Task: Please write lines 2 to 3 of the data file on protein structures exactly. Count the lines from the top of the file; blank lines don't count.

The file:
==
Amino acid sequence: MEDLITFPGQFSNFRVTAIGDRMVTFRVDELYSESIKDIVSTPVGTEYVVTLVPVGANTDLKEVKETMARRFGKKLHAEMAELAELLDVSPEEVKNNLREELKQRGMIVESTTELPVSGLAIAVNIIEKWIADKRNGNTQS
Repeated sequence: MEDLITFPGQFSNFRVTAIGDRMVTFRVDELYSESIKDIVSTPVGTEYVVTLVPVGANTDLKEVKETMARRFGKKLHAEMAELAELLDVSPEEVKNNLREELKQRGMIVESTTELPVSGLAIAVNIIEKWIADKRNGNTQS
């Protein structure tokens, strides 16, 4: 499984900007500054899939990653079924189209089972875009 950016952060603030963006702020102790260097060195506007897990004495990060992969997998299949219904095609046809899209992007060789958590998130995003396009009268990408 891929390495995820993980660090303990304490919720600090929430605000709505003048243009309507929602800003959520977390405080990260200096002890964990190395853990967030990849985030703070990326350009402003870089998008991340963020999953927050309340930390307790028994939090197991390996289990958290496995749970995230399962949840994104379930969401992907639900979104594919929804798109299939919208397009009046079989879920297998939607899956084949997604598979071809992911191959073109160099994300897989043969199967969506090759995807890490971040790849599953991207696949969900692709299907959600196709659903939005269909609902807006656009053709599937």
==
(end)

Repeated sequence: MEDLITFPGQFSNFRVTAIGDRMVTFRVDELYSESIKDIVSTPVGTEYVVTLVPVGANTDLKEVKETMARRFGKKLHAEMAELAELLDVSPEEVKNNLREELKQRGMIVESTTELPVSGLAIAVNIIEKWIADKRNGNTQS
């Protein structure tokens, strides 16, 4: 499984900007500054899939990653079924189209089972875009 950016952060603030963006702020102790260097060195506007897990004495990060992969997998299949219904095609046809899209992007060789958590998130995003396009009268990408 891929390495995820993980660090303990304490919720600090929430605000709505003048243009309507929602800003959520977390405080990260200096002890964990190395853990967030990849985030703070990326350009402003870089998008991340963020999953927050309340930390307790028994939090197991390996289990958290496995749970995230399962949840994104379930969401992907639900979104594919929804798109299939919208397009009046079989879920297998939607899956084949997604598979071809992911191959073109160099994300897989043969199967969506090759995807890490971040790849599953991207696949969900692709299907959600196709659903939005269909609902807006656009053709599937």